Patricia Whelan, MHA, CIO: Leading Shield's E-strategy Charge
Armed with a master’s degree in health administration from Ohio State, Patricia Whelan, MHA, went to work for Ohio State Medical Center in 1993. In 1997, she completed her two-year postgraduate fellowship at Massachusetts General Hospital (MGH) and took a position as business systems consultant in the department of radiology.
Patricia Whelan, MHA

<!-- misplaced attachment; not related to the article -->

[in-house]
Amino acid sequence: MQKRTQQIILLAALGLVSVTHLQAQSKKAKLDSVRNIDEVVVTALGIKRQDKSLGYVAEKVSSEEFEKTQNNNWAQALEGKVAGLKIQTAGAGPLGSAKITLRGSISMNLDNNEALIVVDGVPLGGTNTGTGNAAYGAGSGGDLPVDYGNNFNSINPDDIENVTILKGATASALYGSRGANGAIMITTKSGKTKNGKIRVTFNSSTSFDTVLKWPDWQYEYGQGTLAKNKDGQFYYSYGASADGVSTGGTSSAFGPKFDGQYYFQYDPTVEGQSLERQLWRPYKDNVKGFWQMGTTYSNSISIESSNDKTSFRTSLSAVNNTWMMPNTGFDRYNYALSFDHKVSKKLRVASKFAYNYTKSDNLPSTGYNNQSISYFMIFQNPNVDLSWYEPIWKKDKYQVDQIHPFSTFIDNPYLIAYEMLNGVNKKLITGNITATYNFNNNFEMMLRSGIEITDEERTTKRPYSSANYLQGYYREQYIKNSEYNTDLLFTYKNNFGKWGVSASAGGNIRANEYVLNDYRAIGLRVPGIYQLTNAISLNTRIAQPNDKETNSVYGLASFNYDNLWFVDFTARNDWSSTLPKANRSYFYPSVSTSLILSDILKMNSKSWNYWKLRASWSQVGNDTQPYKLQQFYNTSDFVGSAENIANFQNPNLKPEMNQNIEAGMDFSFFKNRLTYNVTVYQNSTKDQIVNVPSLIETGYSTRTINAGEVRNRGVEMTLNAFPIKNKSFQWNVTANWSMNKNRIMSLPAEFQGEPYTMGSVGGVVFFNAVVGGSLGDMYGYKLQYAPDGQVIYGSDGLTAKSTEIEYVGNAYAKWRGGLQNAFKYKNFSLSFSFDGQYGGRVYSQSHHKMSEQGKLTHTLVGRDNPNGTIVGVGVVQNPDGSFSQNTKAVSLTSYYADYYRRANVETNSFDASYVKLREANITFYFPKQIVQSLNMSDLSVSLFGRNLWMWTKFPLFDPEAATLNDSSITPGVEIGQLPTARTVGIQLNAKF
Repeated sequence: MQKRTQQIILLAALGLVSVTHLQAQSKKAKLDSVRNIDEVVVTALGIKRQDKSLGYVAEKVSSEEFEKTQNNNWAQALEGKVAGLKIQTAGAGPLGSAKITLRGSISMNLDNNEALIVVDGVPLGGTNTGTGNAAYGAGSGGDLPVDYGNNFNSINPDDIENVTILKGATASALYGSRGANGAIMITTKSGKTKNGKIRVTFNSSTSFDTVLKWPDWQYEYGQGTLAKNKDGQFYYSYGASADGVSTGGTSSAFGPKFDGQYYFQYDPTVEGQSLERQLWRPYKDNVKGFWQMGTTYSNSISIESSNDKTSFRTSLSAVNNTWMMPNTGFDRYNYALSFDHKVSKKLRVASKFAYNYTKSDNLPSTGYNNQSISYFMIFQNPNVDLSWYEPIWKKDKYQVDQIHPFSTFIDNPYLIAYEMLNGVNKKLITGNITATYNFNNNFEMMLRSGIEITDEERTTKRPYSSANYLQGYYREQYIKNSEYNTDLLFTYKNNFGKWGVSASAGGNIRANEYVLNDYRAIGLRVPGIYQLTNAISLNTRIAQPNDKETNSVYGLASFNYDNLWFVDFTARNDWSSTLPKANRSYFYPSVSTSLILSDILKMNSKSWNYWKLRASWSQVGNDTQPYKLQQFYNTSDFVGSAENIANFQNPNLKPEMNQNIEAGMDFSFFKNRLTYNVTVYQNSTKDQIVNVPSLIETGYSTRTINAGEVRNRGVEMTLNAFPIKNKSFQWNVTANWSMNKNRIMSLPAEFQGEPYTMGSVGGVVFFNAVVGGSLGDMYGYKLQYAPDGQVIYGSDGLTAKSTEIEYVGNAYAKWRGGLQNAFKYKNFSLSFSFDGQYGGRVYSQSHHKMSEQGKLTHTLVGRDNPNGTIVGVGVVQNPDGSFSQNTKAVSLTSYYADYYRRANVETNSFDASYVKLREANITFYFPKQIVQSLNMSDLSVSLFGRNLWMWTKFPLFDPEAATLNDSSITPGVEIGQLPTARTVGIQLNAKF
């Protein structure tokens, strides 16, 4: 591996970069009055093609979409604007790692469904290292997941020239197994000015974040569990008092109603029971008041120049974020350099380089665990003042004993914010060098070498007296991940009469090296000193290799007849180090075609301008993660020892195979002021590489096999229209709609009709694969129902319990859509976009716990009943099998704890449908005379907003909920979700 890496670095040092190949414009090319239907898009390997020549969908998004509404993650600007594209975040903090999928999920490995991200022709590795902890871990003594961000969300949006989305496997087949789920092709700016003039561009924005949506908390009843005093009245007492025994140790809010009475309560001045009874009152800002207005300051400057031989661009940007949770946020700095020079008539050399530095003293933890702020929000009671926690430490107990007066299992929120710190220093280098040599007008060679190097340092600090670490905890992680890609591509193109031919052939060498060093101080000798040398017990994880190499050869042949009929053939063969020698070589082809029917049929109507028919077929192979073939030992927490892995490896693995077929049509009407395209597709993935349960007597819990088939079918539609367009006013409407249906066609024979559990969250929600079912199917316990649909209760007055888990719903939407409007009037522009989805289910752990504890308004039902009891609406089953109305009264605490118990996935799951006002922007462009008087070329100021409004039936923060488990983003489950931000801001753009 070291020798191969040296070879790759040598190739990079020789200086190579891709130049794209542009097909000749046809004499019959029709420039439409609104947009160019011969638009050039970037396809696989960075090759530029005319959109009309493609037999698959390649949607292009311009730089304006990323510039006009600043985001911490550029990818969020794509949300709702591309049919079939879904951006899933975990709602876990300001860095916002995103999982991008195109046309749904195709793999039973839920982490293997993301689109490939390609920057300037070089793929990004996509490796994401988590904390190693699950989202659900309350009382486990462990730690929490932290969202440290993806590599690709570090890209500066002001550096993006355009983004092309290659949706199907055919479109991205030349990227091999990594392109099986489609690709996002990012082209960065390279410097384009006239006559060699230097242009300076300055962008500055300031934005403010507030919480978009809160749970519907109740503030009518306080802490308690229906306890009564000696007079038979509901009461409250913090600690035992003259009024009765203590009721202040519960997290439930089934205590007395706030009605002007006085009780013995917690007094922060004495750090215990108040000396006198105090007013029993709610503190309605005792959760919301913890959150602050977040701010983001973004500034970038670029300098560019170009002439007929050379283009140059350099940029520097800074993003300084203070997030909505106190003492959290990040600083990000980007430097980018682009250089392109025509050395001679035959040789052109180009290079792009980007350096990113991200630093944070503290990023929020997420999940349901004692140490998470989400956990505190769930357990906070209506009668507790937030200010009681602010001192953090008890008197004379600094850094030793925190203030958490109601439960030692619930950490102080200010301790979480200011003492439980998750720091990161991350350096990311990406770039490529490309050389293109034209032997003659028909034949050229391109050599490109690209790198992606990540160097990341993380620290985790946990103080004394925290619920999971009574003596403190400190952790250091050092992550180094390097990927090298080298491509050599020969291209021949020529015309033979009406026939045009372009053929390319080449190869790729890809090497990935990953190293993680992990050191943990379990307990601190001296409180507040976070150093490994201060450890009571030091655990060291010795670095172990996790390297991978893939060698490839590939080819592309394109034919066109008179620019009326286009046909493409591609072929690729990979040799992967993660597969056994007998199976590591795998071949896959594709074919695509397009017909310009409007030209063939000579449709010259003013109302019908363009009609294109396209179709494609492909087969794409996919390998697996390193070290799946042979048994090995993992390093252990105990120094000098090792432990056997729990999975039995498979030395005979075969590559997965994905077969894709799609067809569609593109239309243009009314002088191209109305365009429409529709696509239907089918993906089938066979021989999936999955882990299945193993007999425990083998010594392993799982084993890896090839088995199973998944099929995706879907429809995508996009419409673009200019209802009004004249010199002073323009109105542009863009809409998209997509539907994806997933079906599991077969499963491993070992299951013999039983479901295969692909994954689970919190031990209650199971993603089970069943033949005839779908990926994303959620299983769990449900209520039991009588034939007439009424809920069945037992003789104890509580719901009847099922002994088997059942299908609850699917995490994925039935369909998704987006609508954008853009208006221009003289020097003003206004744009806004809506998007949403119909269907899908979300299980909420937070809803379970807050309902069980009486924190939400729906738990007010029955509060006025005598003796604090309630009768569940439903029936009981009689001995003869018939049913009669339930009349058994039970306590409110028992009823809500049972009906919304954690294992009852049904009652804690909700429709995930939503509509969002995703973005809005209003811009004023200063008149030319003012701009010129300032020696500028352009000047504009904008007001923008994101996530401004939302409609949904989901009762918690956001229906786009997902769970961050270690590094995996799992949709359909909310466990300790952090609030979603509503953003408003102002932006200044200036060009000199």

Nine years later, having served as MGH director of informatics, she accepted a position with outpatient imaging leader Shields Healthcare Group and currently serves as that organization’s CIO. Shields operates 28 MRI centers in Massachusetts and Rhode Island and three radiation-therapy centers in Massachusetts. Whelan is spearheading a major e-strategy initiative for the company, and she spoke candidly with about the role of informatics in the outpatient imaging business and the new demands on the CIO. How important is business intelligence in the current outpatient imaging market, and what role are you playing, as Shields’ CIO, in gathering this? Whelan: The role has changed quite a bit. Five, six, or seven years ago, we were all working very hard just to support the core functions of the business. With the introduction of virtualization and other groundbreaking technologies, CIOs have been able to transition focus from just keeping everything running and developing the IT road map to thinking more creatively about how to define the framework for data-driven business decisions. As such, business intelligence has become a strategic imperative in outpatient imaging. In particular, it’s encouraging all of us at the senior-management level to think about what data we have, what data we need to compile, and what data aren’t meaningful. In many ways, the CIO has become the chief architect in determining the framework to make data-driven decisions, and people interpret your role differently. You now sit at the table driving the business through advancements in technology, instead of fulfilling a support role. It has been a very different ride because of that change. ImagingBiz: Can you describe the interface between C-level executives in devising a business-intelligence strategy and the mechanisms in place for communications among executives on this subject? Whelan: That’s another C word: collaboration, collaboration, collaboration. I think there is more dialogue between the CIO and all CxOs in a company than ever before. Whether you are talking about clinical or fiscal integration driving the CIO conversation with the CxO, or even making improvements in tracking data for clinical outcomes tying the COO and the CIO, it’s made the job and the career much more rewarding, but also, again, transitions the CIO to being a true stakeholder in the company, not fulfilling a support function anymore. One of the biggest advances we’ve had is the partnership between marketing and sales and IT: being able to work on a couple of new projects where we are actually able to share market trends, market research, and, in particular, market share with our regional managers and sales staff. It’s made a huge impact even in terms of the overall management structure of the company, because the dialogue is happening in different ways. We also do a fair amount of performance charting, which is also something relatively new. We are moving out of the retrospective analysis and into the area of projecting and forecasting. The vision and the thinking are changing because of the way we are able to present the information. One example that comes to mind that is relatively simple is market share. Shields has roughly 28 locations in the state of Massachusetts. Taking the state, breaking it down into regions, and being able to report based on region and actual market penetration—and having those figures available to the senior-level staff—is allowing them to devise and develop strategies based on where they see advantages and disadvantages in the market. Before, we didn’t tabulate, look at, or even present those data in that way, and it has sparked a whole new approach to how we think about our community-based business. How are you leveraging existing software tools to craft an executive dashboard from disparate information systems? Are you writing any software? Whelan: That’s been a challenge for a long, long time. It’s been very frustrating to me that from patient visit all the way through paid service, data still pass to more than 12 systems. That sounds ridiculous until you really start parsing them out: You’ve got a human-resources system, a payroll system, a general-ledger system, an electronic-coding system, a voice-recognition system, a billing system, and we haven’t even gotten to the PACS or the RIS. We never thought we would be in an environment, in 2008, where we have so many silos, from a systems perspective. It certainly is something that is changing, but it’s not changing very rapidly. One of the examples I would give would be the RIS/PACS movement of 2004–2005, where you saw PACS companies acquiring RIS companies and RIS companies acquiring PACS companies. This was going to eliminate one of the silos. Everyone was running a separate RIS from a separate PACS. A lot of that didn’t take hold, as many institutions weren’t able to let go of their existing investments. We are probably never going to get to the point where we don’t have so many silos, so what you see happening is this concept of business intelligence, which is one way to get cuts of data from multiple systems such as the RIS and the PACS. The primary tool we are piloting here at Shields is Microsoft® SharePoint, combined with our own .net programming resources. The majority of the proposed executive dashboard is going to be written in .net, but there are two purposes of that dashboard. One is to determine how we are doing today, in 2008. The other is to show the pieces we were talking about before, such as market share, that give you a glimpse into the future and suggest where you might want to drive those opportunities. You are in the midst of re-engineering your e-strategy at Shields to drive more transactions online. What are the timetable and mission for this initiative, and where did you begin? Whelan: On October 24, we will launch our new Web site, That e-strategy includes a number of different pieces, but we want to connect with our clinical referrers and medical professionals in a more interactive way than we have in the past. We want to reach out to patients and allow them to conduct more of their business online because, as our founder Tom Shields says, we need to be easy to do business with; having more tools at the patient’s disposal will help us to be easy to do business with online. The other piece of it is purely an educational mission: building a site that really helps medical professionals and patients demystify the MRI experience. We are introducing some interactive tools, such as a body map that teaches something to patients who click on the knee, for example. It shows normal and abnormal knees, with our medical director describing the normal knee and the pathology. The patients take a virtual tour of the Shields MRI experience and even listen to an MRI for the first time. The cool thing about this is that we are going to be able to work with patients before they ever arrive at Shields to ensure that they have a better experience. Through the introduction of these Web features, we hope we will be able to reduce patient anxiety. We have special sections for kids and MRI, larger body frames and MRI, and claustrophobia and MRI. It’s really designed around helping patients understand what the experience will be like, reducing anxiety, and providing some insight to help them understand what the product of radiology is. We talk about the product in terms of two things: one, the report, and two, the images. We started this e-business strategy in 2002, with the launching of Shields ExpressLink, the online referring-physician portal. Our focus, in 2008, has been beyond images and reports. We offer images, reports, electronic ordering, and CME credits online; there’s a whole series of things that are available to the referrer. It was a huge accomplishment, in 2002, to offer secure access to reports and images online. Today, that’s not enough. We used to say, back in 2002 at Shields, that he who gets it to the physician desktop first wins. Today, it’s not enough to have it online and have the results available on the Internet. The majority of our work today focuses not on the Internet, but on integration. There’s an important difference. For physician practices today, it’s not enough to have a Web portal where referrers access results with a user name and password. The physicians want to see these data and these results in their format, on their electronic medical record. It’s really about integration and not the Internet. It has been an interesting change for us to make that shift. Having the Internet is good, but we are moving into the next evolutionary stage, and that is the integration piece. Please describe how you expect your e-strategy to affect the financial, operational, and clinical domains of your business. Whelan: The e-business strategy at Shields will have an impact on every department at Shields, from finance to operations to the clinical departments. In finance, for example, we hope, through working with the insurance payors in the state of Massachusetts, that we’ll be able to display the deductible amount the patient has left to pay in our patient portal. We hope to share copayment amounts with patients if they log into what we call their MyShields record, before they even come visit us. Before they visit, they can go online and pay their copayment, and we’ve chosen PayPal as a partner. From the finance perspective, patients will be able to pay online up to their deductible amounts, because we will have the latest information from their insurance companies. They will be able to prepay a copayment online or, after their visit, go home and pay their copayments online. With regard to operations, patients can request a CD online through the patient portal. At the moment, we still require them to come in and pick it up because we’d like to see their identification. In the future, we will use identity-verification software that will add an additional layer of security and will allow us to offer the option to burn a CD from the online portal. Another example of an operational impact is that patients will be able to go online and complete preregistration tasks. They can update their insurance and current addresses and do a number of things before they arrive that will make things easier upon check-in. Clinically, Shields hopes to launch a multimedia report in fall 2009. I feel very strongly that to be competitive in this outpatient imaging market, we have to change the product of radiology. In my opinion, the product of radiology is a left-margined book report whose format has limited utility in an environment where referring clinicians are busier than ever. Take a look at this thing: Do I need to order a follow-up exam? Is it positive? Is it negative? They need to know information quickly, and the product of radiology is not keeping up with the pace of medicine. We need to change that. We hope to move forward with a report that includes tables, values, measurements, and positive and negative classifications. Now, physicians will tell you that positive and negative classifications are impossible, but we have come up with a classification at Shields that is actually going to work. It’s not as clear-cut as positive and negative, but there are basically four classifications for a report, and every physician will use a 1, 2, 3, or 4 to classify that result outcome. That enables us to do a couple of different things: supply insurance companies blinded data showing what percentage of our reports were positive, clinically indicated (meaning you ordered it for lung cancer and it was lung cancer); positive, not clinically indicated (you ordered it for lung cancer and it was pancreatic cancer); no findings, completely normal study; and negative, but requires follow-up, or there is a recommendation. For instance, there is a nodule in the lung; we don’t think anything needs to be done about it, but to make sure it’s not growing, the patient needs to return in six months. I really hope that we get some support for this. We would like to launch with that and four representative images—and the number may change—embedded in the report. For the first time, you are getting the report results plus four representative images that show the pathology. It will be a challenge to create buy in at all levels of the organization to achieve this in 2009; however, we all agree that we need to continue to invest in ideas that differentiate us from our competitors. ImagingBiz: How important is price transparency in the outpatient imaging market, and how will Shields cut through the payor complexity to respond? Whelan: Price wasn’t really a highly visible issue until the debut of the Massachusetts insurance plan’s high-deductible plans. It wasn’t important until subscribers had to reach into their pockets to pay for services up to a certain dollar amount before their insurance kicked in; when that happened in Massachusetts, all of a sudden, the subscribers of particular insurance plans were asking for data the market doesn’t provide. They were asking how much MRI costs here, there, and everywhere. Suddenly, people started to shop for health care services, and what they found is that there is more online information available to you when you are buying a used car than when you are trying to compare places where you can get a knee MRI for your son who was injured in Friday night’s football game. Some consumers feel that price, along with clinical excellence, makes a difference. Other consumers feel that they will go wherever their referring physician has a relationship. For certain injuries, though, people want to have the choice. It’s always been this mystical relationship thing that has driven where people go for their health care. The interesting thing about your question is that the payors are already onto this. The payors are starting to drive some of the transparency discussions because the payors know, for example, how much they are paying for a hospital-based MRI versus an outpatient MRI. With consumers clamoring for choice and price information, combined with what the payors already know about what the price is to be, I think you’re going to see some pretty interesting changes in plan options provided by payors in the very near future. Let’s talk about the trend toward consumer-driven health care and how Shields is responding. Can we begin with your patient portal and its current and planned future functionality? Whelan: Portability of health information becomes a paramount concern in a consumer-driven market. Google Health Service and Microsoft HealthVault have two different strategies and, therefore, two different solutions. We are working with Google Health Service to add the ability to upload patient reports and images to the online record from our portal. ImagingBiz: In your six years as CIO at Shields, how has your role evolved, and how does it (or doesn’t it) reflect broader trends in the general IT marketplace? Whelan: For some companies, the CIO, for quite some time, wasn’t necessarily involved in the broader discussions of vision and direction of the company. It goes back to what I said before: Technology is here to support operations, technology is here to support marketing and finance, and that’s completely not what is happening today. IT is no longer an internal department function; because of the Internet, it’s become an external strategy. Boards are turning to CIOs and saying, “How do we leverage technology to drive the business? How do we market ourselves and demonstrate value? How do we differentiate ourselves to achieve a competitive advantage?” These types of conversations really didn’t occur in the past with the frequency they do today. It’s this whole concept of moving from a support role (keeping the machines running) to actually driving and setting the direction of the business through technology solutions. It’s a whole different way of thinking. I, for one, am very glad to see that many companies are starting to realize that if you leverage technology, you can grow the business. Technology as a growth strategy is something that must be embraced in health care.